The two process chambers 1 and 2 include one or several, such as the case is here, gas generators such as 4 and 5 being disposed in process chamber 1, there being gas generators 6 and 7 disposed in process chamber 2. Also, each of these chambers 1 and 2 includes a post or supplemental catalytic device 8 and 9, respectively, and there are two sets of hydrogen separating units, 10 and 11, being associated with chamber 1, two hydrogen separating units 12 and 13 are associated with chamber 2. The construction of these components will in the following be explained more fully. Presently, it suffices to say that each of the process chamber 1 and 2 is associated with still another hydrogen separating unit 14 and 15, respectively, being arranged in the interior of an intermediate chamber 3 which connects to both access chambers.

The device includes furthermore a plurality of magnetically operated valves 16 through 23, which control the conduction of gas for purposes of controlling the process at large. The function of these valves will be explained in greater detail below. In addition, the device includes a feed unit 24 generally for providing the gas generators 4,5,6 and 7 with the energy carrier, i.e., hydrazine.

As shown in FIG. 2, certain parts are mounted on common flanges or mounting annuli such as 25 and 26. For example, the gas generators 4 and 5, the two separating units 10 and 11, and the post or supplemental catalytic device 8 constitute a common group for chamber 1 and they are mounted on the flange 25, as per FIG. 2. The separating unit 14 is likewise mounted to this flange 25, so are the valves 17 and 22. Analogously, there is a flange 26 on which are mounted the gas generator 6,7, the separating units 12, 13 and 15, the post catalytic device 9, as well as the valves 15 and 20. This group of elements pertains to process chamber 2.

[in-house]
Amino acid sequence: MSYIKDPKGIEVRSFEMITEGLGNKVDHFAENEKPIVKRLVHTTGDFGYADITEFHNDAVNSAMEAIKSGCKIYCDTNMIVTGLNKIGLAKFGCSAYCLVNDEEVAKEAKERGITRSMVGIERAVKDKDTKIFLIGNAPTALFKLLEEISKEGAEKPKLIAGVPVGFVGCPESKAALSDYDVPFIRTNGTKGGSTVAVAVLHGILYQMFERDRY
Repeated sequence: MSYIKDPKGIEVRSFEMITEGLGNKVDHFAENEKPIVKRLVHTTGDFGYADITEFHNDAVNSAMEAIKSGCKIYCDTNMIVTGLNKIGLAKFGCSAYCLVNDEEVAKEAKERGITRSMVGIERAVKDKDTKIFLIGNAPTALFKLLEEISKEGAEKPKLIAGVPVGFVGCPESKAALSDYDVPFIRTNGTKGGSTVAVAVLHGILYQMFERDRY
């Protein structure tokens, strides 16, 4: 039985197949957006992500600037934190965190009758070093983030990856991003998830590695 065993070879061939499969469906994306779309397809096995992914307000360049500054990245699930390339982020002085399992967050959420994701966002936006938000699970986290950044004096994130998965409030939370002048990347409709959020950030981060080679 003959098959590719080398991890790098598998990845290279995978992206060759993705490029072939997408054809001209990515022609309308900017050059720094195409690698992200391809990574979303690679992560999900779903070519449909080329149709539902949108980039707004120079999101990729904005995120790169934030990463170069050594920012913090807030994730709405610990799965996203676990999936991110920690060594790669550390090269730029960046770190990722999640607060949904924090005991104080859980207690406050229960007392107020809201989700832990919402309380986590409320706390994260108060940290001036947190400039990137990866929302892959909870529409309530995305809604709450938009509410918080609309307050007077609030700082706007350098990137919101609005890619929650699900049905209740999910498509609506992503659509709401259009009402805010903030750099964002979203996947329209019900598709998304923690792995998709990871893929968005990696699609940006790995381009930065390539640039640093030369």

The figures furthermore show that the two process chambers 1 and 2 are, respectively, enclosed in hoods 27 and 28. In each of these hoods there is respectively arranged an annular electrical heating elements, 29 in hood 27, and heating element 30 inside hood 28.

The hoods 27 and 28, as well as the chamber 3, and the cylindrical unit 24 are embedded in an almost completely closed jacket 31 made of a thermally insulating material. The jacket 31 in turn is enclosed in a metal sheet, cover or envelope 32. The insulating jacket 31 includes the remaining valves not directly connected to the flanges 25 and 26. Also, the major portion of the conduits 33 between the various process chambers are embedded in this jacket 31.